|Publication number||US6681379 B2|
|Application number||US 09/996,973|
|Publication date||Jan 20, 2004|
|Filing date||Nov 15, 2001|
|Priority date||Jul 5, 2000|
|Also published as||US20020129327|
|Publication number||09996973, 996973, US 6681379 B2, US 6681379B2, US-B2-6681379, US6681379 B2, US6681379B2|
|Inventors||Christophe Pierrat, Michel Luc Côté|
|Original Assignee||Numerical Technologies, Inc.|
|Export Citation||BiBTeX, EndNote, RefMan|
|Patent Citations (84), Non-Patent Citations (132), Referenced by (27), Classifications (22), Legal Events (8)|
|External Links: USPTO, USPTO Assignment, Espacenet|
This application is related to, claims the benefit of priority of, and incorporates by reference, the U.S. Provisional Patent Application Serial No. 60/296,788 filed Jun. 8, 2001 entitled “Phase Conflict Resolution for Photolithographic Masks” having investors Christophe Pierrat and Michel Côé and assigned to the assignee of the present invention.
This application is related to, claims the benefit of priority of, and incorporates by reference, the U.S. Provisional Patent Application Serial No. 60/304,142 filed Jul. 10, 2001 entitled “Phase Conflict Resolution for Photolithographic Mask” having inventors Christophe Pierrat and Michel Côté and assigned to the assignee of the present invention.
This application is related to, claims the benefit of priority of, and incorporates by reference, the U.S. Provisional Patent Application Serial No. 60/325,689 filed Sep. 28, 2001 entitled “Cost Functions And Gate CD Reduction In Phase Shifting Photolithographic Masks” having inventors Christophe Pierrat and Michel Côté and assigned to the assignee of the present invention.
This application is related to, claims the benefit of priority of, and incorporates by reference, and is a continuation-in-part of the U.S. patent application Ser. No. 09/669,359 filed Sep. 26, 2000 entitled “Phase Shift Masking for Complex Patterns” having inventor Christophe Pierrat and assigned to the assignee of the present invention, which is related to U.S. Provisional Patent Application Serial No. 60/215,938 filed Jul. 5, 2000 entitled “Phase Shift Masking For Complex Layouts” having inventor Christophe Pierrat and assigned to the assignee of the present invention.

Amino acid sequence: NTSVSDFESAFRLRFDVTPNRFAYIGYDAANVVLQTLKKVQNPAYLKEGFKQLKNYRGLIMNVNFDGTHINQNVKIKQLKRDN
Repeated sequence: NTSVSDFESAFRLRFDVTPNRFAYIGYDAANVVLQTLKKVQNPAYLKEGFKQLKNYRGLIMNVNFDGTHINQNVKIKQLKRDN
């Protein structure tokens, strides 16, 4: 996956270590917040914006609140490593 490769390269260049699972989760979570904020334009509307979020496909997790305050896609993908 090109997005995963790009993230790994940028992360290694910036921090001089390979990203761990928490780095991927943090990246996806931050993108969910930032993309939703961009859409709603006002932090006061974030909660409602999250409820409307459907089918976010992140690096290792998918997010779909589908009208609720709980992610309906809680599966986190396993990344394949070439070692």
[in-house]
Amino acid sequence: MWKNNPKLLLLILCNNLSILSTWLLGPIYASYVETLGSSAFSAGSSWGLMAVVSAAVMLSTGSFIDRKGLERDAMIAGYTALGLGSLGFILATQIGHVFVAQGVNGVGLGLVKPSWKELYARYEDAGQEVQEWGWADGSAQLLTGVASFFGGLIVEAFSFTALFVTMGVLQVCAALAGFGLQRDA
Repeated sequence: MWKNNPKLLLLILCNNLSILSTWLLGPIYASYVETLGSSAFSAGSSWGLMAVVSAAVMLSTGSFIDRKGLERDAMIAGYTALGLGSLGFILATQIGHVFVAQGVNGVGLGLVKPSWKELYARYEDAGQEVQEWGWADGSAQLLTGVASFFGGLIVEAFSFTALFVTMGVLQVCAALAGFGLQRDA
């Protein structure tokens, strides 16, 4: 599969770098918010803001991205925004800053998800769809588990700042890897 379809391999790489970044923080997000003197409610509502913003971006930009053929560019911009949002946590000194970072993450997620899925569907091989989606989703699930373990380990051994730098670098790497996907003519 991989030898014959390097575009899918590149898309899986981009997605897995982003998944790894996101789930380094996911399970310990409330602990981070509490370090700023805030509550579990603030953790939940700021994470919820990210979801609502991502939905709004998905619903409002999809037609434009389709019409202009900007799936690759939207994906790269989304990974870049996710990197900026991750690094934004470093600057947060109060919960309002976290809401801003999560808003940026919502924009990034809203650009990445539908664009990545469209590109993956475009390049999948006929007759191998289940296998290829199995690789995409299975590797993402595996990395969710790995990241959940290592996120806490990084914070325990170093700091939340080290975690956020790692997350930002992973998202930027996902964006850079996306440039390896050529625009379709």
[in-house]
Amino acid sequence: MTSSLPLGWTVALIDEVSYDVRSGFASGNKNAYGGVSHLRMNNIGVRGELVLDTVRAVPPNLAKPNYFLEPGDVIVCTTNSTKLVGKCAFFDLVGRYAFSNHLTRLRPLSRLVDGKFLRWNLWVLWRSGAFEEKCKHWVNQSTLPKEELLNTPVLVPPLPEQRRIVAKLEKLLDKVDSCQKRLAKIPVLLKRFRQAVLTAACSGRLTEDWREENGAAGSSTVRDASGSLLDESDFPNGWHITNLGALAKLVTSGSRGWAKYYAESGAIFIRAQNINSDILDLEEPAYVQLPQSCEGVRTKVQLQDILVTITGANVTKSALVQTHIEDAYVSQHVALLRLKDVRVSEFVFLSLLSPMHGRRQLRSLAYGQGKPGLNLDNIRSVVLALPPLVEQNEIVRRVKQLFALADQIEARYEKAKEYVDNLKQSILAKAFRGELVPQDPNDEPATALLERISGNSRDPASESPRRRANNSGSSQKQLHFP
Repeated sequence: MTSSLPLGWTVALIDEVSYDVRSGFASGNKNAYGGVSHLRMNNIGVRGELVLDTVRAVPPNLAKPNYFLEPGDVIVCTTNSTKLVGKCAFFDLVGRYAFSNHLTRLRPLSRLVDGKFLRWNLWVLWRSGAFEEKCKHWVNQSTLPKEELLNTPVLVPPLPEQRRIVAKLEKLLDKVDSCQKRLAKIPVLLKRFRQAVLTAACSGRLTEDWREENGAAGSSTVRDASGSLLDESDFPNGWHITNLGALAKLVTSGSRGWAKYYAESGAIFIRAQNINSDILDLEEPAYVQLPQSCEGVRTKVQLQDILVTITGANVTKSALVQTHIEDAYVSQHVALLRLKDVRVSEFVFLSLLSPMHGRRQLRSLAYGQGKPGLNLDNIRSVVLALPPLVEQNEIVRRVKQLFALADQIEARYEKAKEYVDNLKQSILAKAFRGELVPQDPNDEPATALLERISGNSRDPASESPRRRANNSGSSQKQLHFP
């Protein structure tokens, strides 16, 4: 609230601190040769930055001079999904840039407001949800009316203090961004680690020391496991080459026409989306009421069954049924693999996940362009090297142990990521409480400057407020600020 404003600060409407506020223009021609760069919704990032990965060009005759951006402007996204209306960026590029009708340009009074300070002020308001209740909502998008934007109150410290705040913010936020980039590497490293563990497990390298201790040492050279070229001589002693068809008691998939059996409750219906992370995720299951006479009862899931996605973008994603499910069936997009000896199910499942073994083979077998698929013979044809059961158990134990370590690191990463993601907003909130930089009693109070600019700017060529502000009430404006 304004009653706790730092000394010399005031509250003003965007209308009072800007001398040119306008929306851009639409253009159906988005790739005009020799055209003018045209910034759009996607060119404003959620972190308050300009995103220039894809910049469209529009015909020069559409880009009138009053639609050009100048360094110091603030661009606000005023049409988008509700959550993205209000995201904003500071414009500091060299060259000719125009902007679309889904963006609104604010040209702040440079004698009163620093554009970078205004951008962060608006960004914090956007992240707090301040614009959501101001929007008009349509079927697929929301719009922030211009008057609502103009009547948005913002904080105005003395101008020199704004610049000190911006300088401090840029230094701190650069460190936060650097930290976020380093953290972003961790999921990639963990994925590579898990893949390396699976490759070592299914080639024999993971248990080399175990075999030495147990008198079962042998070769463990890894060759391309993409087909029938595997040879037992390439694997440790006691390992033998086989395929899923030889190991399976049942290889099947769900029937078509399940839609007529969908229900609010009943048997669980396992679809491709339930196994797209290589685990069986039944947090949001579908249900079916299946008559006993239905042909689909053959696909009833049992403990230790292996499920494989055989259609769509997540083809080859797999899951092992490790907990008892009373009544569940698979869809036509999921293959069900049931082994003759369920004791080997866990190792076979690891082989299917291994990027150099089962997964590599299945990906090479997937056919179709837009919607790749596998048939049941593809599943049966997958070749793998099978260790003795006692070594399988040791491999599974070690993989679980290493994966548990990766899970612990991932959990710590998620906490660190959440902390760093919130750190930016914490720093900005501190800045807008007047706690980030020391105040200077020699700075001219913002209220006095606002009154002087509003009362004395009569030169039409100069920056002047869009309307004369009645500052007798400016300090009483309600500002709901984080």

1. Field of the Invention
The present invention relates to manufacturing small dimension features of objects, such as integrated circuits, using photolithographic masks. More particularly, the present invention relates to phase shift masking of complex layouts for integrated circuits and similar objects.
2. Description of Related Art
Phase shift masking has been applied to create small dimension features in integrated circuits. Typically the features have been limited to selected elements of the design, which have a small, critical dimension. See, for example, U.S. Pat. No. 5,766,806.
Although manufacturing of small dimension features in integrated circuits has resulted in improved speed and performance, it is desirable to apply phase shift masking more extensively in the manufacturing of such devices. However, the extension of phase shift masking to more complex designs results in a large increase in the complexity of the mask layout problem. For example, when laying out phase shift windows on dense designs, phase conflicts will occur. One type of phase conflict is a location in the layout at which two phase shift windows having the same phase are laid out in proximity to a feature to be exposed by the masks, such as by overlapping of the phase shift windows intended for implementation of adjacent lines in the exposure pattern. If the phase shift windows have the same phase, then they do not result in the optical interference necessary to create the desired feature. Thus, it is necessary to prevent inadvertent layout of phase shift windows in phase conflict near features to be formed in the layer defined by the mask.
In the design of a single integrated circuit, millions of features may be laid out. The burden on data processing resources for iterative operations over such large numbers of features can be huge, and in some cases makes the iterative operation impractical. The layout of phase shift windows and the assignment of phase shift values to such windows, for circuits in which a significant amount of the layout is accomplished by phase shifting, is one such iterative operation which has been impractical using prior art techniques.